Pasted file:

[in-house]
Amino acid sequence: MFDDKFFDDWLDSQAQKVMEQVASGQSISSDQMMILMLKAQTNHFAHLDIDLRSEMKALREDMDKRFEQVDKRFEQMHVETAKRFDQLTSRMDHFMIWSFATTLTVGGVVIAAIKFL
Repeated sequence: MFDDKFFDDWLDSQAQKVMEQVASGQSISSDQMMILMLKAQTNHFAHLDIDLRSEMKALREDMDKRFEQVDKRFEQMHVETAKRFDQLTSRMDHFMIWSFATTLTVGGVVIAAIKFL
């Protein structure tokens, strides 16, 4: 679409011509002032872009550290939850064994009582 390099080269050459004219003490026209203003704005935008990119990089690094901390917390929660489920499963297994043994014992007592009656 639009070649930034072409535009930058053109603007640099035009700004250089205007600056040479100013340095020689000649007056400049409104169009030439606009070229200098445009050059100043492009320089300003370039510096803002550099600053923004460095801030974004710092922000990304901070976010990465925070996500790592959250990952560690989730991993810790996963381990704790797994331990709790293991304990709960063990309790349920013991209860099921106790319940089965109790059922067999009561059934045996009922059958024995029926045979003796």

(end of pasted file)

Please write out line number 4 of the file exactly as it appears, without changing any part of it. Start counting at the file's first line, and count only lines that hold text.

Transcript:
């Protein structure tokens, strides 16, 4: 679409011509002032872009550290939850064994009582 390099080269050459004219003490026209203003704005935008990119990089690094901390917390929660489920499963297994043994014992007592009656 639009070649930034072409535009930058053109603007640099035009700004250089205007600056040479100013340095020689000649007056400049409104169009030439606009070229200098445009050059100043492009320089300003370039510096803002550099600053923004460095801030974004710092922000990304901070976010990465925070996500790592959250990952560690989730991993810790996963381990704790797994331990709790293991304990709960063990309790349920013991209860099921106790319940089965109790059922067999009561059934045996009922059958024995029926045979003796």